David Melding outlines why Wales must have a louder voice at the European table.
Wales has qualified for more than £5.5bn of European Union funding since 2000 (including a new allocation up to 2020 of £2bn) because our wealth, as a nation, is lower than the European average.
Our farming and fishery industries directly benefit from funding through the European Common Agriculture and Fisheries Policies.
And Wales’s exporters benefit directly from the beneficial trading terms with one of the world’s largest trading blocks.
Off course, others may point to EU rules and regulations that hinder, rather than benefit, and call for powers to be repatriated to the UK government.
It is therefore clear that whatever your view, it’s undeniable that Wales is heavily invested in the European project – yet is Wales’s voice heard during the decision-making processes in Brussels?
It’s a great privilege to represent Wales at a Committee of the Regions conference – the body that represents the sub-nation state regional parliaments from across Europe – to discuss how we can strengthen the role of bodies like the National Assembly for Wales in the European decision-making process.
The status of regional parliaments and regional governments within EU treaties is weak.
These treaties currently focus on governments of member states (e.g. UK Parliament), and this is reflected in the structure of EU institutions and in the formal decision-making process, where national governments, national politicians and civil servants play the key day to day roles.
Furthermore, the current EU reform process is focussed on strengthening central control while improving the scrutiny role of national governments.
Proposals play little attention to the budgetary responsibilities of regional parliaments despite these bodies, including the National Assembly, having key spending and often revenue raising powers – and despite a worldwide move towards greater financial decentralisation since the economic crisis.
Opposition to this increased centralisation was demonstrated clearly across Europe during the recent EU elections, with that disaffection revealing itself with the rise in support for the more extreme parties on both the left and the right.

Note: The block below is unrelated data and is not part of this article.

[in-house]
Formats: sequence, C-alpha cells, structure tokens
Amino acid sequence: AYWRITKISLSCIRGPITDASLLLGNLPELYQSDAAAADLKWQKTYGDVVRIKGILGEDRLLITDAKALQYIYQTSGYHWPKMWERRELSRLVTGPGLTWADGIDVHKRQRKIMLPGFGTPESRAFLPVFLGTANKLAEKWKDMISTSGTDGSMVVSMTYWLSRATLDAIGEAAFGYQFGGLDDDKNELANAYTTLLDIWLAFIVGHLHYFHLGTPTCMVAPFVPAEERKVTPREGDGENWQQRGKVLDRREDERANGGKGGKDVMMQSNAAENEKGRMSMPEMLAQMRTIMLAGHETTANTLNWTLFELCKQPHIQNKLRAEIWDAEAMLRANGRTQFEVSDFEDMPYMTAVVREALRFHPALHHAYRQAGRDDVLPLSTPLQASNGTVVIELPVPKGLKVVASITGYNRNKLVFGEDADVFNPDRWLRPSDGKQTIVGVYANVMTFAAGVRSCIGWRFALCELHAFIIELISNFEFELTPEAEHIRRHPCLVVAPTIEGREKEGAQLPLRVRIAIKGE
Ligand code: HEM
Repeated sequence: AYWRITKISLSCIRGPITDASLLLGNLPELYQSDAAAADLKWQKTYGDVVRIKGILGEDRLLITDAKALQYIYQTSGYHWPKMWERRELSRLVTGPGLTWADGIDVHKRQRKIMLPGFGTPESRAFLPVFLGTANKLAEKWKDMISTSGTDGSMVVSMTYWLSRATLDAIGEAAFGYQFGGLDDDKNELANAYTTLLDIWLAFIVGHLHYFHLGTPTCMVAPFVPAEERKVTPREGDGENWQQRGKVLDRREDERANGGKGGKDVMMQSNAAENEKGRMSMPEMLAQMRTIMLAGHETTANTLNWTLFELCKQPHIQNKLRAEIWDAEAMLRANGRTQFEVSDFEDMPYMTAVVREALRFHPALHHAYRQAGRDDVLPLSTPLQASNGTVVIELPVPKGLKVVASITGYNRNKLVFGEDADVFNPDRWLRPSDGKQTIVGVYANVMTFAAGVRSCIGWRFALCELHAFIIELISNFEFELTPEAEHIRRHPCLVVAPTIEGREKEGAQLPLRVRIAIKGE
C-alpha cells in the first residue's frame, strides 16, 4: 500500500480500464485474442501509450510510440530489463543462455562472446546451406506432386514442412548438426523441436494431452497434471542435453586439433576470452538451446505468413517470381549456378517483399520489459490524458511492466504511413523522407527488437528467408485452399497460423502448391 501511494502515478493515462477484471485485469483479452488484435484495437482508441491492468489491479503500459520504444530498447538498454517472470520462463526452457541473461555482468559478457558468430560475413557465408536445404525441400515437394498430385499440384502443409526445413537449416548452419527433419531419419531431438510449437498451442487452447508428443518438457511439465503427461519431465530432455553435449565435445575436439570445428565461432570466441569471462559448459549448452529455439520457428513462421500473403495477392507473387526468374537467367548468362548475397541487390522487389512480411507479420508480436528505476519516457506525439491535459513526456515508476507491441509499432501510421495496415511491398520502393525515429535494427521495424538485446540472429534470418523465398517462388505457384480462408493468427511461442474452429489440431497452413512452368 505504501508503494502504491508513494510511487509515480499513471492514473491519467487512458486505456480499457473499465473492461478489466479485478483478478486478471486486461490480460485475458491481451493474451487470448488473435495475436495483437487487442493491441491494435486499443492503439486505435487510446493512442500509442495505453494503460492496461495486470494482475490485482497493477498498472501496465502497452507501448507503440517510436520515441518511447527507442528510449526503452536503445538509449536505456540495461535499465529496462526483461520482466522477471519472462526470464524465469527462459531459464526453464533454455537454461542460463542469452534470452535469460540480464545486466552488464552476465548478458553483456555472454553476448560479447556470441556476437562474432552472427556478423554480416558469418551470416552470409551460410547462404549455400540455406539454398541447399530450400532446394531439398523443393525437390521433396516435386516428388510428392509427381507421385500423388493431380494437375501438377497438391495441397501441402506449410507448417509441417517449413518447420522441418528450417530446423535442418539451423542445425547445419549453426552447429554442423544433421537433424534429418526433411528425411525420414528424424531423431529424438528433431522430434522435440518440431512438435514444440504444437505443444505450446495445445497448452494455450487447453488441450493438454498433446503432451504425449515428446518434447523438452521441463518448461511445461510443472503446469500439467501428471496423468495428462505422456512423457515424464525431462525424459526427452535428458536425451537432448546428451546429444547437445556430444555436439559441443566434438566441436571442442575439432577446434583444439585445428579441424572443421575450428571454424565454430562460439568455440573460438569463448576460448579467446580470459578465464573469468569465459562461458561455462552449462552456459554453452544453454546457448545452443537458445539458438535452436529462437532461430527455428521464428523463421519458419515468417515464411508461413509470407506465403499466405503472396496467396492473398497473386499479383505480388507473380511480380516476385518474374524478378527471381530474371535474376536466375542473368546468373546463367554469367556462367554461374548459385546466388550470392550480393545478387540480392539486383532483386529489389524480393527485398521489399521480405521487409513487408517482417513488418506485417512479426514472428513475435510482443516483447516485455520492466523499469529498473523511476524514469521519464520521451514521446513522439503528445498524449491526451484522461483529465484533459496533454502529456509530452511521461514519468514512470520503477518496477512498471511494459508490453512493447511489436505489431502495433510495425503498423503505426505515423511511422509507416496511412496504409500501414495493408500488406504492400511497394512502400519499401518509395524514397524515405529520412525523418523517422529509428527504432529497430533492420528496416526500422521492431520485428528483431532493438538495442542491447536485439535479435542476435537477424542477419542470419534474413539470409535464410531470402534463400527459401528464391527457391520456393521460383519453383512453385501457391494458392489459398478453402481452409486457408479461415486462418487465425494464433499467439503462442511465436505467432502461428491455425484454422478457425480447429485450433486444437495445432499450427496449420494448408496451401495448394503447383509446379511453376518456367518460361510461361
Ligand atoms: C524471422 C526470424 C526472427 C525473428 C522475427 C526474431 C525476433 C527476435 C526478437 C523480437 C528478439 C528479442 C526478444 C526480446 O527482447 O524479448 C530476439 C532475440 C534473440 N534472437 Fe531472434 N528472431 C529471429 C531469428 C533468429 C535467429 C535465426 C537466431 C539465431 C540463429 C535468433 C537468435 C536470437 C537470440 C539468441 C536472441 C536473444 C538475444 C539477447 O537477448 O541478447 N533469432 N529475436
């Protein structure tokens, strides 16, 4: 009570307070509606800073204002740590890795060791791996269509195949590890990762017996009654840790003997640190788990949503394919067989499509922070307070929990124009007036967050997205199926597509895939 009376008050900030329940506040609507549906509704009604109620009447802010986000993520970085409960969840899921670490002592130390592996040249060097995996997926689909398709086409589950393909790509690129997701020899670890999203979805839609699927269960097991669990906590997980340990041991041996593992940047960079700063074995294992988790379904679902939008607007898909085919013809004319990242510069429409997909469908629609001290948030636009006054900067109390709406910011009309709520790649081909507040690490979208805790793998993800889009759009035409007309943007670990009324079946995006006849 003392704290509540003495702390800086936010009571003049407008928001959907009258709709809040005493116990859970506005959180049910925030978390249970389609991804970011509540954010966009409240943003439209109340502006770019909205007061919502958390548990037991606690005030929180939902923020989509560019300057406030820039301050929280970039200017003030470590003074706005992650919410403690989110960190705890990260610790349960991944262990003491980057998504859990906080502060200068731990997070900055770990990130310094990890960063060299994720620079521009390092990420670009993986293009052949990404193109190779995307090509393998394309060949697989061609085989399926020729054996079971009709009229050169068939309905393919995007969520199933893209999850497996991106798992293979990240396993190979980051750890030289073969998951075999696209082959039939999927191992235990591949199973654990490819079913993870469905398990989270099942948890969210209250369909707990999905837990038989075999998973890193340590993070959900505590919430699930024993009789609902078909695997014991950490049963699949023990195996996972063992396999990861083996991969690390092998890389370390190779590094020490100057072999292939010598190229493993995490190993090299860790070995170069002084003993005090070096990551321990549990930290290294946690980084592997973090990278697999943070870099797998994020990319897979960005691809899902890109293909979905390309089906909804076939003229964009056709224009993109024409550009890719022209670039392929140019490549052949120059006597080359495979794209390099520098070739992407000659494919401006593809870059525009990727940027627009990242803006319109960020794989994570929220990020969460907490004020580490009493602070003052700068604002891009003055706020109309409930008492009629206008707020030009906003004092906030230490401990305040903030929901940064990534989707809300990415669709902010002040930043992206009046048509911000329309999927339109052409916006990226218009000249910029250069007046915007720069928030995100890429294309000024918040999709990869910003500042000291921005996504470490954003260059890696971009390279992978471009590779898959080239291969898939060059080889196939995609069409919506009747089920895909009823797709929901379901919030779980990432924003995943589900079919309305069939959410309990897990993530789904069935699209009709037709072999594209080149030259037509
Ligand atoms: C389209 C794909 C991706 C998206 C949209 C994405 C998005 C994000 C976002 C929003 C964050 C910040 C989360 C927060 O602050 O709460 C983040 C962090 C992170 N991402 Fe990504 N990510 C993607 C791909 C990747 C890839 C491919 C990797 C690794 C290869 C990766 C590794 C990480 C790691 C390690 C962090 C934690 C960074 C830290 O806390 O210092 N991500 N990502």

The kick-back was against an increasing perception of electors’ remoteness from the decision-making process and the isolation of those who make the decisions in Brussels.
That’s why political debate about the future direction of the European project is focused on reform and the need for greater democratic accountability, a stronger role for member states versus increased centralisation and strengthening of the Eurozone.
The UK wants to protect national sovereignty and repatriate some key powers. However, sovereignty is increasingly divided within the UK between Westminster and the devolved institutions. And some powers the UK Government may like to repatriate – like regional aid – some devolved governments want to remain European competencies. It is important that the UK’s Balance of Competencies Review reflects these changes to the British constitution.
This is an issue that the Assembly’s Constitutional and Legislative Affairs Committee, which I chair, highlighted in its recent report on Wales’s Role in EU decision making.
The Committee concluded that Wales does play a role in shaping EU policy but not in a systematic and coordinated way.
That is partly due to the failure of Whitehall departments to properly understand devolution, and the needs and interests of devolved institutions when negotiating at an EU level.
But there is also an onus on the Welsh Government to be more focused, clearer and proactive in identifying priorities for Wales at a UK and European level. Whilst the EU Institutions at a formal level are heavily skewed towards national governments and parliaments, the European Commission does have a high level of openness and engagement with the sub-Member State level, and the Assembly has benefited enormously from such access in its EU-related work.
The Committee of the Regions conference offers an opportunity to discuss these issues with other regional parliaments from across Europe, and I think the Committee of the Regions deserves much credit for its efforts to place a stronger emphasis at EU level on the voice of the regional governments and parliaments.
It’s important that Wales and the National Assembly is involved and takes a leading role in this debate. I would also like to say that in Rhodri Glyn Thomas and Mick Antoniw the Assembly has two very active members of the Committee of the regions.
It is an opportunity to learn from others, see whether there is any momentum for change and to find out how the Assembly can contribute to that change process.
Wales is directly affected by decisions taken in Europe and therefore it is only right that the formal processes and structures of the EU Institutions and decision making process should reflect and be sensitive to the realities of increased devolution and decentralisation of democracy across Europe. A changing union in the UK must be reflected in a changing union at European level, that gives recognition to the voice and role of democratically-elected bodies at all levels of governance.